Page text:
We live in a digital world. There’s no getting around it. Passwords and PINs are a fact of modern life. We use them daily, multiple times. But have you ever considered what would happen to your digital identity if you died? It is essential to consider.
Estate planning considers the financial power of attorney, healthcare proxy, beneficiaries, care for your dependents and pets, and how your assets will be divided. But, often, digital estates are ignored. Our understanding of planning estates in this digital age is evolving, and because of such, digital wills are gaining popularity.
Digital Property and Probate Court
Every estate must go through probate. But, digital property is not subject to probate court. You may prepare a digital asset that outlines your plans for your estate. This is where you will leave important information so trusted loved ones can easily access it.
What is Contained in a Digital Will?
As do traditional estates, digital wills vary from person to person. But they typically contain some similar items. Some of the more common ones are listed below:
- Final wishes
- Plans for your estate
- Personal notes
- Passwords for devices such as computers, tablets, and telephones
- PIN for voicemail
- PINs for ATM cards
- Passwords and credentials corresponding with bank accounts
- Social media and photo-sharing passwords
- A list of subscriptions, like streaming services, grocery or meal planning items, online shopping subscriptions, mobile phone apps, book and music subscriptions, prescriptions, and deliveries for pets, with notes about how each account is paid
- Credentials, PINs, or passwords that correspond with cryptocurrency wallets and websites
- Legal documents
- Email passwords and passwords and email addresses for the cloud
- Passwords for student loans, medical portals, and mortgages
- Credit card logins
- Insurance passwords and login information
- Automobile, home improvement, and business loan credentials and login information
This list is far from complete. But, hopefully, it reminds you of the many passwords, PINs, and credentials that you use so that you can make those available to your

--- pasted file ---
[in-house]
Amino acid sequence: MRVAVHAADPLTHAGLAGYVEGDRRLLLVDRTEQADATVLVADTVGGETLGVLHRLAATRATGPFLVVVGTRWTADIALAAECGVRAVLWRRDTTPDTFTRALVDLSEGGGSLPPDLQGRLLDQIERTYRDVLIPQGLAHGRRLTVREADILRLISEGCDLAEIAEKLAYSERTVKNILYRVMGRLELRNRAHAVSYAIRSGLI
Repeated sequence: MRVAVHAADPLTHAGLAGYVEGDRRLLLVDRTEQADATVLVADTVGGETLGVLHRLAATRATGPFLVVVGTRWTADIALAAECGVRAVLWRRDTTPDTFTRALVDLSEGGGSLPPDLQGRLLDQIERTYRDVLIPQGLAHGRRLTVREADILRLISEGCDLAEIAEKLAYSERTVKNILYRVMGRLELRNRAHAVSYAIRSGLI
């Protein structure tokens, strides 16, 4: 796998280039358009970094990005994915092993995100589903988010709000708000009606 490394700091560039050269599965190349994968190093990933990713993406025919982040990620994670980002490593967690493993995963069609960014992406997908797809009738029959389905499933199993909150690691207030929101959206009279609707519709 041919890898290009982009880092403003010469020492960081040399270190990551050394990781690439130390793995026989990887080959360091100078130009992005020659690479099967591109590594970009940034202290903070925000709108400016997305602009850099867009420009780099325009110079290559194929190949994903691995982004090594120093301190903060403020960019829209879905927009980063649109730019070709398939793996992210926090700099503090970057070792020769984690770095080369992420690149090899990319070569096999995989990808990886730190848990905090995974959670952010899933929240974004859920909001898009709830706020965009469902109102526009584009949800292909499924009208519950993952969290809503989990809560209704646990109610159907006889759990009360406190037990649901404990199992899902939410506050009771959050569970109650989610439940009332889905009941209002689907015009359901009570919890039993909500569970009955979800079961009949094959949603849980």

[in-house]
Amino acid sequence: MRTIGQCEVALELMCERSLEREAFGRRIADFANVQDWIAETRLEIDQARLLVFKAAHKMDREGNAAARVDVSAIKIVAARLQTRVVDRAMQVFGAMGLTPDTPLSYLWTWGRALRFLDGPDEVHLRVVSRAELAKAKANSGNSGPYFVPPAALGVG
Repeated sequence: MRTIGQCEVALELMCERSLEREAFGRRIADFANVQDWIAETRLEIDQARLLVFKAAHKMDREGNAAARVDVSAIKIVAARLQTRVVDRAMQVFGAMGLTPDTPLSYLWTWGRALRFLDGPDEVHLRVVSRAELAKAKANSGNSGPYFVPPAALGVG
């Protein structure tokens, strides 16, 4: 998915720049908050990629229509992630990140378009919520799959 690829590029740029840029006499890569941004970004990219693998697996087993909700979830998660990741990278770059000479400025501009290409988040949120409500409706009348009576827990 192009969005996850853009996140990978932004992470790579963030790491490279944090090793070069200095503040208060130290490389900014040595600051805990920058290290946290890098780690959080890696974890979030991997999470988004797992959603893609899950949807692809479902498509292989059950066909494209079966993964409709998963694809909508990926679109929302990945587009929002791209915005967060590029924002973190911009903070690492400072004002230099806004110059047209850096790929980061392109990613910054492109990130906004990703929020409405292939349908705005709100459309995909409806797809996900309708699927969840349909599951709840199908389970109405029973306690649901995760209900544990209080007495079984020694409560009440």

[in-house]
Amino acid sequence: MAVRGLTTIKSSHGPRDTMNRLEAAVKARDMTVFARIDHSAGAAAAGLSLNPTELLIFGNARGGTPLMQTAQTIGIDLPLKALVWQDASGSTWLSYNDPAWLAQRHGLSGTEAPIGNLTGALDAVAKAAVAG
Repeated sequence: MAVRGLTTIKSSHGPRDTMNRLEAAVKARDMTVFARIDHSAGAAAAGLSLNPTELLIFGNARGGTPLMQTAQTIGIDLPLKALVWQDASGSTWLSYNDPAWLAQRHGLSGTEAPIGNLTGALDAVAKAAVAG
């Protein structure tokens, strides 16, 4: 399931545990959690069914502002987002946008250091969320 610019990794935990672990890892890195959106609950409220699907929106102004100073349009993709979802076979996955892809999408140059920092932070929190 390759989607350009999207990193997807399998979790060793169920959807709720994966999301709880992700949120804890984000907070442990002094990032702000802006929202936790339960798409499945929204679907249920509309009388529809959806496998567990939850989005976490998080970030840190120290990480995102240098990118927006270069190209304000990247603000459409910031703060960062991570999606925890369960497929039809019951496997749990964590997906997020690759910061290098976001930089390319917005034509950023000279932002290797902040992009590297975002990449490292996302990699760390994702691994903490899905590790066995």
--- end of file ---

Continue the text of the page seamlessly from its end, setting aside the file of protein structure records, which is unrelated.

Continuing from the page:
What about Digital Assets, Legacy Policies, and User Licenses?
Often, we assume that our online property is our own. But, ownership of these assets can be more complex. Some of our accounts we merely gain access to through user licenses. More and more digital service providers are coming to understand that they have a substantial role in our lives.
Companies are beginning to understand that when you pass away, there may be a way that you desire your accounts to be handled. So, provisions are being made to make our digital lives more accessible for our loved ones to navigate. Legacy policies have recently become common in the service agreements we agree to regarding our digital lives.
There is no uniform way that all accounts are handled. So, some confusion can easily happen. Some require a personal representative to control the accounts. Others automatically delete inactive accounts. When creating a digital will, examine the legacy policies you need to address and provide information for your personal representative so that they will understand how to access each account.
Let’s Discuss Your Digital Estate
It is a good idea to plan ahead for all aspects of your estate. The Law Offices of William D. Black is ready to walk you through all aspects of estate planning, from traditional to digital. We can answer any questions you may have since we stay abreast of all the changes in this rapidly moving digital world. Reach out today for a consultation.